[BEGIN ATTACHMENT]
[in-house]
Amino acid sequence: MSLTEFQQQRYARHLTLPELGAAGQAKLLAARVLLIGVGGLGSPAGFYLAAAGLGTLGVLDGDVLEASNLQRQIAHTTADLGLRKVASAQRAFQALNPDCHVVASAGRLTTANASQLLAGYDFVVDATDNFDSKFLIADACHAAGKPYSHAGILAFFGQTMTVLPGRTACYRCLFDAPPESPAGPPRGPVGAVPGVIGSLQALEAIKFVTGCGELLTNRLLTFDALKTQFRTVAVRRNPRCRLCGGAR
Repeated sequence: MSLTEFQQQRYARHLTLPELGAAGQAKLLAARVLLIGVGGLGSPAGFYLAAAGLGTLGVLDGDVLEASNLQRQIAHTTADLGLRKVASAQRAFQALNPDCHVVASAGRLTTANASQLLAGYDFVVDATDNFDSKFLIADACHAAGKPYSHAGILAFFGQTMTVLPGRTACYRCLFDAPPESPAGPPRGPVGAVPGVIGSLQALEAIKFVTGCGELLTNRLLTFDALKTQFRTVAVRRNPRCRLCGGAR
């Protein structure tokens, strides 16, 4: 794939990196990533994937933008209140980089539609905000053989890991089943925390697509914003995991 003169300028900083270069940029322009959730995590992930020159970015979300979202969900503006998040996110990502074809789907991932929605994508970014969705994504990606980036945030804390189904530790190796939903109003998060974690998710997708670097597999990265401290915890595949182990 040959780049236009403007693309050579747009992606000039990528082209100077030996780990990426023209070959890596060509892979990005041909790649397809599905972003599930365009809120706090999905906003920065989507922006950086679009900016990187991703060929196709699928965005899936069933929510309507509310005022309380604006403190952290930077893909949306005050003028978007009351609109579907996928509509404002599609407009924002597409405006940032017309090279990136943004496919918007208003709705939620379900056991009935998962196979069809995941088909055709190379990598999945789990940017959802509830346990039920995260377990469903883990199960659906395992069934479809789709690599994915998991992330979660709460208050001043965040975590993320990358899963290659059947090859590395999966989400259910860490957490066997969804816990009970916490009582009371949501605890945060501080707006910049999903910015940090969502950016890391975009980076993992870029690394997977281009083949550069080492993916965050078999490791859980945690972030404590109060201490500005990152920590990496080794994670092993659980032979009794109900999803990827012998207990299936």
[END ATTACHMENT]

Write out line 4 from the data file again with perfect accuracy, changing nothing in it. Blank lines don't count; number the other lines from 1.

């Protein structure tokens, strides 16, 4: 794939990196990533994937933008209140980089539609905000053989890991089943925390697509914003995991 003169300028900083270069940029322009959730995590992930020159970015979300979202969900503006998040996110990502074809789907991932929605994508970014969705994504990606980036945030804390189904530790190796939903109003998060974690998710997708670097597999990265401290915890595949182990 040959780049236009403007693309050579747009992606000039990528082209100077030996780990990426023209070959890596060509892979990005041909790649397809599905972003599930365009809120706090999905906003920065989507922006950086679009900016990187991703060929196709699928965005899936069933929510309507509310005022309380604006403190952290930077893909949306005050003028978007009351609109579907996928509509404002599609407009924002597409405006940032017309090279990136943004496919918007208003709705939620379900056991009935998962196979069809995941088909055709190379990598999945789990940017959802509830346990039920995260377990469903883990199960659906395992069934479809789709690599994915998991992330979660709460208050001043965040975590993320990358899963290659059947090859590395999966989400259910860490957490066997969804816990009970916490009582009371949501605890945060501080707006910049999903910015940090969502950016890391975009980076993992870029690394997977281009083949550069080492993916965050078999490791859980945690972030404590109060201490500005990152920590990496080794994670092993659980032979009794109900999803990827012998207990299936």